On a bright, sunny Friday, Boston's Roxbury Community College (RCC) unveiled a big new energy project.
RCC President Valerie Roberson cut the ribbon on a football field-sized canopy of solar panels that hangs over a repaved parking lot. And, 500 feet beneath the parking lot, there's more: 115 geothermal wells designed to capture energy for heating and cooling the campus.
Kevin Hepner, vice president of finance and administration at RCC, says this "tri-level" infrastructure for renewable energy is the first of its kind in the state. And Roberson says it's a sign that urban and community colleges are joining a statewide push against climate change.
Some of higher education's marquee renewable-energy work has taken place at wealthy private universities like Harvard and Cornell. But community college students are likelier to seek a professional certificate in photovoltaic installation, training RCC has historically offered.
"It's one thing when Harvard does it, when Bard does it," says Austin Blackmon, the city's chief for environment and energy. "But when a community college [does it] — where you're teaching the future technical workers of America — it's even more powerful."
It's been a long time since the campus had a ribbon cutting — and it's part of the first major renovation of RCC's campus since the late 1980s. All told, the renovations will involve $72.5 million in work, adding and modernizing learning space for everything from fine arts to phlebotomy.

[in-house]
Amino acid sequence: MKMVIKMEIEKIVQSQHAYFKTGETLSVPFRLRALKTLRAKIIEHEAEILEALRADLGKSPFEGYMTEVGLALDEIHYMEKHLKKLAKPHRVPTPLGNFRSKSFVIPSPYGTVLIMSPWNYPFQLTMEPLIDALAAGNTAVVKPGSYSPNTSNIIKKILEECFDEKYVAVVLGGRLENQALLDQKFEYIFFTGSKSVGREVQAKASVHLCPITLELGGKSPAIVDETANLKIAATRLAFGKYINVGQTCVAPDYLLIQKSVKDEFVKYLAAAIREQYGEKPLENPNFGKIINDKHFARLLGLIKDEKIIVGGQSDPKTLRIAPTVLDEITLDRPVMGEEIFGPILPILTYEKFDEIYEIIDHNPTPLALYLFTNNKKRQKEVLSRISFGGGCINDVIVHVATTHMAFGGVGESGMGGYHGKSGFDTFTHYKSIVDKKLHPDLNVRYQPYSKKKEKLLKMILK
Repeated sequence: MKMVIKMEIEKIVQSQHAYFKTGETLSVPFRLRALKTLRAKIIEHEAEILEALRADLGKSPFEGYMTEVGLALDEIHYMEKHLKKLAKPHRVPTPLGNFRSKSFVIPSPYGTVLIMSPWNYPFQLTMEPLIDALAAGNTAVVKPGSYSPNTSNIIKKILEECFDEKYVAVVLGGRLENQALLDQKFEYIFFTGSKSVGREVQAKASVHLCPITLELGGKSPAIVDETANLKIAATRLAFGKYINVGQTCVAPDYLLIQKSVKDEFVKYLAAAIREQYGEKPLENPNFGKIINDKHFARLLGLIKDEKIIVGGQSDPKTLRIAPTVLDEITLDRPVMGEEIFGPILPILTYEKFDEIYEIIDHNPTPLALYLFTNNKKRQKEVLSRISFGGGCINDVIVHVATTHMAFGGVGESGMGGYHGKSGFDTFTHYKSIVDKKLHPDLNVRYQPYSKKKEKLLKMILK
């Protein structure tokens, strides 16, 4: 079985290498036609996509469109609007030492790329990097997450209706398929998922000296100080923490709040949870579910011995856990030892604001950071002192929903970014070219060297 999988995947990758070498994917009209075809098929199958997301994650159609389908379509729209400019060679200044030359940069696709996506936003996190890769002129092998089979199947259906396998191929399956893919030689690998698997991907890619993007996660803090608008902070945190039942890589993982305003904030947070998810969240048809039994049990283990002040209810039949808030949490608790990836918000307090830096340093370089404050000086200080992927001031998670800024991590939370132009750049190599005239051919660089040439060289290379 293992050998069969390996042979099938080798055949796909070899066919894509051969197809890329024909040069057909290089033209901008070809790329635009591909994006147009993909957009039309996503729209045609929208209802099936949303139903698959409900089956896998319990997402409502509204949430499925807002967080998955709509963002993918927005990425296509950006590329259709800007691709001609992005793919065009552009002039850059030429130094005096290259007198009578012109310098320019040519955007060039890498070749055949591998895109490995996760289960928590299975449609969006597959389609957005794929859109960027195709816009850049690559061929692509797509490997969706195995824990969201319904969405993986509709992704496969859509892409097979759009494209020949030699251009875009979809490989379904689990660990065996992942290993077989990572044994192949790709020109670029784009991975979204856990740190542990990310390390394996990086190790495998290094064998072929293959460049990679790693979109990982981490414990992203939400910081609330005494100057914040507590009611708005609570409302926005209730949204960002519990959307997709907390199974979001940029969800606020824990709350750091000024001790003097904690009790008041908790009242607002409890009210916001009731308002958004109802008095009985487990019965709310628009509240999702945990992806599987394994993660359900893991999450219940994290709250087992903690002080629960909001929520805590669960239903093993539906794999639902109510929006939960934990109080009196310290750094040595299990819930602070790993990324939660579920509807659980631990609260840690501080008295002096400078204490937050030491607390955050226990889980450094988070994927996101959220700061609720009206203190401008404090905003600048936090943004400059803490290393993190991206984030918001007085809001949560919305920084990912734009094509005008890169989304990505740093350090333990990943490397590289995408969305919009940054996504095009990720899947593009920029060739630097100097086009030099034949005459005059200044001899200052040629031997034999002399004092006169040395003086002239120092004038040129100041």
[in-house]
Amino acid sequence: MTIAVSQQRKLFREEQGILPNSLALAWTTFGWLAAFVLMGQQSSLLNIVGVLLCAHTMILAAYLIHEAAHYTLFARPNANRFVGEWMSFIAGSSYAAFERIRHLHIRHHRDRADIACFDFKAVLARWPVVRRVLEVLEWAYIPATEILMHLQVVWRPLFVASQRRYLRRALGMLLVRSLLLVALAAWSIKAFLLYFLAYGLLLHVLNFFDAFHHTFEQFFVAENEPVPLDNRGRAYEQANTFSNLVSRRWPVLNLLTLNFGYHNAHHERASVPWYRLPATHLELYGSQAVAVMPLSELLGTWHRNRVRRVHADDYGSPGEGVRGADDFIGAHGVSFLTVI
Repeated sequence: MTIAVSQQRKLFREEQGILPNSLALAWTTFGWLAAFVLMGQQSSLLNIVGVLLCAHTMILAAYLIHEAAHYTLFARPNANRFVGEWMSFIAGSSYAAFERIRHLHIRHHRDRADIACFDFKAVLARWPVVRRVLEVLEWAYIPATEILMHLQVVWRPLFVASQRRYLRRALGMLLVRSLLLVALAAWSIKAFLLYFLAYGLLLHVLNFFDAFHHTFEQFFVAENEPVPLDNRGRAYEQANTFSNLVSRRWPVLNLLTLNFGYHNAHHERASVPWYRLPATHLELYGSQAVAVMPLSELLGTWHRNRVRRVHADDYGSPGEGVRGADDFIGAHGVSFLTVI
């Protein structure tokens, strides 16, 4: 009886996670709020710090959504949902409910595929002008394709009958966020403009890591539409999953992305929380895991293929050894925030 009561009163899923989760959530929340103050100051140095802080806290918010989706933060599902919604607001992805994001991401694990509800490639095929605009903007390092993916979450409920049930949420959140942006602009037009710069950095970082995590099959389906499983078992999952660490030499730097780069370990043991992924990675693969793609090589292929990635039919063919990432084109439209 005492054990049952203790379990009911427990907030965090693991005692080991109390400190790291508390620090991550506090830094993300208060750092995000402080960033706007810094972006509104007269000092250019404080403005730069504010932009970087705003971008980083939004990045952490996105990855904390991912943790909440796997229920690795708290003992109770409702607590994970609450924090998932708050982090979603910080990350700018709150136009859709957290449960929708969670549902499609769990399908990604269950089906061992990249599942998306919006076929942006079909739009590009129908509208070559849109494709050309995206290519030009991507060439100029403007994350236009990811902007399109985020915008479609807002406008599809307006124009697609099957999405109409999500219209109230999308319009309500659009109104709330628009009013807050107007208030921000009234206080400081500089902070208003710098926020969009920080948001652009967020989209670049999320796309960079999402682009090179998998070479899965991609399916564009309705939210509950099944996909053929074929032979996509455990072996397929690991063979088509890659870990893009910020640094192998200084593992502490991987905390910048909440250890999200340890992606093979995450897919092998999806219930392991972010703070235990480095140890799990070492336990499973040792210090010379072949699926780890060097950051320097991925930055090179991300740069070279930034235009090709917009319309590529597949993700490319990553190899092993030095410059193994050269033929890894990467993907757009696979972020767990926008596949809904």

And RCC President Roberson says a remaking of energy infrastructure was an important spur for much-needed work.
When she took office in 2013, Roberson says she faced $19 million in deferred maintenance. She says officers at DCAMM, the state's capital management authority, recommended seeking an "energy savings performance contract," an optimized agreement that leverages cheap energy to pay for new infrastructure, minimizing financial risk to the institution.
RCC entered into that contract with Ameresco, a Framingham-based renewable-energy firm, for $20.1 million. College officials expect the entire energy project will generate around $860,000 per year in savings, which Roberson says can go back into serving students — and, she adds, "they need it."
The project was helped along with a $600,000 "Leading By Example" grant, given by the state's Department of Energy Resources for projects like this one.
Roberson says she's "proud" of the big bank of photovoltaic cells on Columbus Avenue. She sees the project is a sign that Roxbury can punch above its weight in the fight against climate change: "It's always the poorest communities that are most severely impacted. Now we have an opportunity to contribute to lessening the effect."
The mayor's office says the solar project will bring Boston a step closer to becoming carbon-neutral by 2050.